I'll leave it to others to reply as I have made my position clear (I hope). Just one clarification. You write:


    So, I'd really like to ask - "is 1.e being non-optional only objectionable to those who operate a third-party 'set in stone' evaluation methodology?" - as they could not possibly think of assessing anything other than they have already decided to assess…



  I was trying to point out that the procedure must *not* be set in stone, i.e. check only for very specific techniques since it might miss other ways of meeting the Success Criteria. The assessment methods are often not tied to a particular technique anyway. If you check for keyboard operability, proper focus order, focus visibilty etc might have been created in a variety of ways. You just check, in the set of selected UA, by tabbing, activating links, and so on if the page actually affords proper keyboard operability - not necessarily how, by which technique, this has been achieved.

  Regards,
  Detlev

  On 1 Jun 2012, at 08:42, Alistair Garrison wrote:


    Dear All,



    The fact that evaluators each can have their own take even on WCAG 2.0 is proof enough that 1.e is needed - and should be non-optional.  If we fail to record the techniques selected and followed by the web developer, and ideally tested agains, what hope do we have of creating evaluations which are reproducible… or, indeed which provide useful feedback as to failings in implementation - and, importantly failings in technique selection.



    To my mind, a goal of WCAG 2.0 is to let the web developer decide which techniques they believe satisfy the Success Criteria of WCAG 2.0 - and, the evaluators job to test what they have done.   That said, there will be a good deal of work ahead in educating people as to what satisfies each Success Criteria - and, 1.e being non-optional could play an important role.



    On a different note - if we look at an evaluation carried out by the same company that creates the website (first party) it would be laughable if they tested against anything but the techniques their developers used to create the website - why would they…  For them, following 1.e would be a 'no-brainer'…



    So, I'd really like to ask - "is 1.e being non-optional only objectionable to those who operate a third-party 'set in stone' evaluation methodology?" - as they could not possibly think of assessing anything other than they have already decided to assess…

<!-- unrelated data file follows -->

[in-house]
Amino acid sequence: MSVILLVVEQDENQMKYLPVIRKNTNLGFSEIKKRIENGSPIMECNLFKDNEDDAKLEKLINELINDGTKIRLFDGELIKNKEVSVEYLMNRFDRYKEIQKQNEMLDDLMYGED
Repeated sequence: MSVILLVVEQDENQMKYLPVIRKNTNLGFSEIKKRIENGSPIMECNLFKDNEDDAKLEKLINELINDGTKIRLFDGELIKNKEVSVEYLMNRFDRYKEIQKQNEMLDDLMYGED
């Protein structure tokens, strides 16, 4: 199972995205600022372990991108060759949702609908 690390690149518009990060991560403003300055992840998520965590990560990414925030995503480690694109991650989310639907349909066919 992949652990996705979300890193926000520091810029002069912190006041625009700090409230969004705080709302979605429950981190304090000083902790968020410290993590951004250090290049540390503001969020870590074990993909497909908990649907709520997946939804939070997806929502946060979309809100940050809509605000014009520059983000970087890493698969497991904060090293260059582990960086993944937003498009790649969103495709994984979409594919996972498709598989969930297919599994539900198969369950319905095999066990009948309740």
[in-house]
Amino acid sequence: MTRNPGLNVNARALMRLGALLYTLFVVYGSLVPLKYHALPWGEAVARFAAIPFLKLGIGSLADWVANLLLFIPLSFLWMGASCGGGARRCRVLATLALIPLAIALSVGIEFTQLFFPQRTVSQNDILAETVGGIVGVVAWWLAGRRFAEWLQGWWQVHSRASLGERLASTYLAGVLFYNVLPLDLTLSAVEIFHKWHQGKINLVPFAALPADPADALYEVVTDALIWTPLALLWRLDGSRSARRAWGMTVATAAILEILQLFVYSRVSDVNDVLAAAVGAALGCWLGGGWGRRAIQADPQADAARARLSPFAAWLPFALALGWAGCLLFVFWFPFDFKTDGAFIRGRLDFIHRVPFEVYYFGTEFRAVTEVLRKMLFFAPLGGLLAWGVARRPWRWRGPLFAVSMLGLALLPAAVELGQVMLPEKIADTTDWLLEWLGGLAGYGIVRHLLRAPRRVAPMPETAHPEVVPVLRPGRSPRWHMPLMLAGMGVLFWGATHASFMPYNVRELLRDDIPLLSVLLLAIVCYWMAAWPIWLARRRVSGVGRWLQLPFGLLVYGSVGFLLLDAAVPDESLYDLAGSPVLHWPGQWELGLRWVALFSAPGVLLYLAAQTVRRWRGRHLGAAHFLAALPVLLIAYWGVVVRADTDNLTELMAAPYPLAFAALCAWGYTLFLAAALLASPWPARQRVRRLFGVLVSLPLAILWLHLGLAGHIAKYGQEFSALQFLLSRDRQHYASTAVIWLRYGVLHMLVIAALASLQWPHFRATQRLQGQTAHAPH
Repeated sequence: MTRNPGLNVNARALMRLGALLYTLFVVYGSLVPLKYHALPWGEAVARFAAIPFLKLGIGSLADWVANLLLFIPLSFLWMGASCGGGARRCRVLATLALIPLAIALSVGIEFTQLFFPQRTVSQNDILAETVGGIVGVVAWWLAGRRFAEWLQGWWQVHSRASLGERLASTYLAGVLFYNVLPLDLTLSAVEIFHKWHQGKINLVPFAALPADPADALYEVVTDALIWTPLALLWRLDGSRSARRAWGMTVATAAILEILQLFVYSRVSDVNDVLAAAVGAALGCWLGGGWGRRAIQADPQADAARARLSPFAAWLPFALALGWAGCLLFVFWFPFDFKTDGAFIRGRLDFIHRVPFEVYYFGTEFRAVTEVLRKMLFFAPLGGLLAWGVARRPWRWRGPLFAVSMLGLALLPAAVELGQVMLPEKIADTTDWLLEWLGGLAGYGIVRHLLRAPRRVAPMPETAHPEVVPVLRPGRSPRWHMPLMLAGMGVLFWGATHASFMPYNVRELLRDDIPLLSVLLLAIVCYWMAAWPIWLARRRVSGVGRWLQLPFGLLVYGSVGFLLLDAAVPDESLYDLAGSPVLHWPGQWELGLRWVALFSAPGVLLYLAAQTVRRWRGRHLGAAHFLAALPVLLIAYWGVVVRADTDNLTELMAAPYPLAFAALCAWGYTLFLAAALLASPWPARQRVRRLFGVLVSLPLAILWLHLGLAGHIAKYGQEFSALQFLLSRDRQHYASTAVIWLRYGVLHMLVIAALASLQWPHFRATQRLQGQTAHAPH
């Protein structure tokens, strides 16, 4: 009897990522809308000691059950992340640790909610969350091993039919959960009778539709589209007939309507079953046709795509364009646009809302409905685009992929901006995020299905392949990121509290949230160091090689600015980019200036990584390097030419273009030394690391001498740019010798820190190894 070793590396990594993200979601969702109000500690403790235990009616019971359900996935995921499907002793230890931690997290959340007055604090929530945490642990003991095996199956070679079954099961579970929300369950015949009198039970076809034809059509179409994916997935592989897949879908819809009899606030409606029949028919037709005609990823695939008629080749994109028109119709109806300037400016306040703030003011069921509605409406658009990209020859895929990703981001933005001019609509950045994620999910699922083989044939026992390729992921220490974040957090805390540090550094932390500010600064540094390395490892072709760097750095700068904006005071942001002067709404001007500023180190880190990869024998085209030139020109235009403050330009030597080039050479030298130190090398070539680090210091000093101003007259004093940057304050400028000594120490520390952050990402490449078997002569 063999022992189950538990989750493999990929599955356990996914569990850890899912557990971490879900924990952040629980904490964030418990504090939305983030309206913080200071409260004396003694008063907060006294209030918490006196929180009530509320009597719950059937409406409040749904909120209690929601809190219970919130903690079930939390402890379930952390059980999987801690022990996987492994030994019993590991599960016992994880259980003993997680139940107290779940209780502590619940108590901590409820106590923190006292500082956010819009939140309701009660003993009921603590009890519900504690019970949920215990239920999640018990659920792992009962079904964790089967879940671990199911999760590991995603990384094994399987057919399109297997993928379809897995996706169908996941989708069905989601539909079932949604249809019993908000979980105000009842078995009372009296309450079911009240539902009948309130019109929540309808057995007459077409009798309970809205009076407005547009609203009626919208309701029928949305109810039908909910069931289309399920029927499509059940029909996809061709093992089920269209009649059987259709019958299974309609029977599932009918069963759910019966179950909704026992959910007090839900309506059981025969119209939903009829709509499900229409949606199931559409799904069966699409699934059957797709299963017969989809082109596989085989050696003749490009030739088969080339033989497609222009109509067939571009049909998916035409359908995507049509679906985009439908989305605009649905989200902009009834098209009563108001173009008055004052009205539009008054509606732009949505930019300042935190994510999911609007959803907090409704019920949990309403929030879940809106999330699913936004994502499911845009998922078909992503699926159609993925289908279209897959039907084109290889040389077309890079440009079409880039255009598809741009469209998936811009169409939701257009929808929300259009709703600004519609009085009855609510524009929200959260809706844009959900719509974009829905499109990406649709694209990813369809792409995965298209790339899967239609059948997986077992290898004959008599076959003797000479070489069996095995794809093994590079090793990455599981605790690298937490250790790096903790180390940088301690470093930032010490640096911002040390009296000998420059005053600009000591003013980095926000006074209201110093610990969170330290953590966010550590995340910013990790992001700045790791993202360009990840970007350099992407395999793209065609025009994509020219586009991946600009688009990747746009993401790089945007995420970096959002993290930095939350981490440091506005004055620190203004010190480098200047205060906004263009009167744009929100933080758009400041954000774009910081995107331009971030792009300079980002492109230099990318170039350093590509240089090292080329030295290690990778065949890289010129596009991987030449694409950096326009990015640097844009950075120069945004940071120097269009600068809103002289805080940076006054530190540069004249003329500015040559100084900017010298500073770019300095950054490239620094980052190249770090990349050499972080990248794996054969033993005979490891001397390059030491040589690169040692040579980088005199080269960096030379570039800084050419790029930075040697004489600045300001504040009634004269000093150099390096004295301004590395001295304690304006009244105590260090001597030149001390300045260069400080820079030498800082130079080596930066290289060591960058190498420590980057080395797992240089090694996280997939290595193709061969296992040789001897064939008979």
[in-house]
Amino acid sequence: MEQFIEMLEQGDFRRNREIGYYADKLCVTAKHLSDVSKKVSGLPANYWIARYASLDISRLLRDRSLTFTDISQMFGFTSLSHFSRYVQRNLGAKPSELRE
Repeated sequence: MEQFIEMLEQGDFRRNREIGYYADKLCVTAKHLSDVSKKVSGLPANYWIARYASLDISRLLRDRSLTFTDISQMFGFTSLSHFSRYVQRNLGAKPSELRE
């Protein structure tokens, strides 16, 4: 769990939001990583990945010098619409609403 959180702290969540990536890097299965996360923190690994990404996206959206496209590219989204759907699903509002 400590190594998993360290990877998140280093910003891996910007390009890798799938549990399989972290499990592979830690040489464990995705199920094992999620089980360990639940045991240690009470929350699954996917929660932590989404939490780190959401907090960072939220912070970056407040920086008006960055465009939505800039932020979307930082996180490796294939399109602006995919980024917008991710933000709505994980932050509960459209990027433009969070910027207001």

Interested to hear any thoughts…



    All the best



    Alistair



    On 1 Jun 2012, at 05:37, Vivienne CONWAY wrote:



      Hi Richard

      I've actually been having a long debate (they get pretty excited) with the IG about this one.  According to WCAG 2, 2.4.1. is met if the ST of a correct heading structure is applied.  While I don't agree that having headings should be a sufficient technique on its own (due to the fact it doesn't help keyboard users), it appears to be set in WCAG 2 that way.  It fails 2.4.1 if there are no (working - implied I think) skip links and the heading structure is either non-existent or insufficient to bypass repeated navigation structures.



      Your thoughts?





      Regards



      Vivienne L. Conway, B.IT(Hons), MACS CT, AALIA(cs)

      PhD Candidate & Sessional Lecturer, Edith Cowan University, Perth, W.A.

      Director, Web Key IT Pty Ltd.

      v.conway@ecu.edu.au

      v.conway@webkeyit.com

      Mob: 0415 383 673



      This email is confidential and intended only for the use of the individual or entity named above. If you are not the intended recipient, you are notified that any dissemination, distribution or copying of this email is strictly prohibited. If you have received this email in error, please notify me immediately by return email or telephone and destroy the original message.

      ________________________________________

      From: RichardWarren [richard.warren@userite.com]

      Sent: Friday, 1 June 2012 1:45 AM

      To: detlev.fischer@testkreis.de; alistair.j.garrison@gmail.com; public-wai-evaltf@w3.org

      Subject: Re: Step 1.e: Define the Techniques to be used



      Hi Detlev,



      As mentioned before, meeting one individual SC does not mean automatically

      meeting the actual guideline subsection. In the case you mention - correct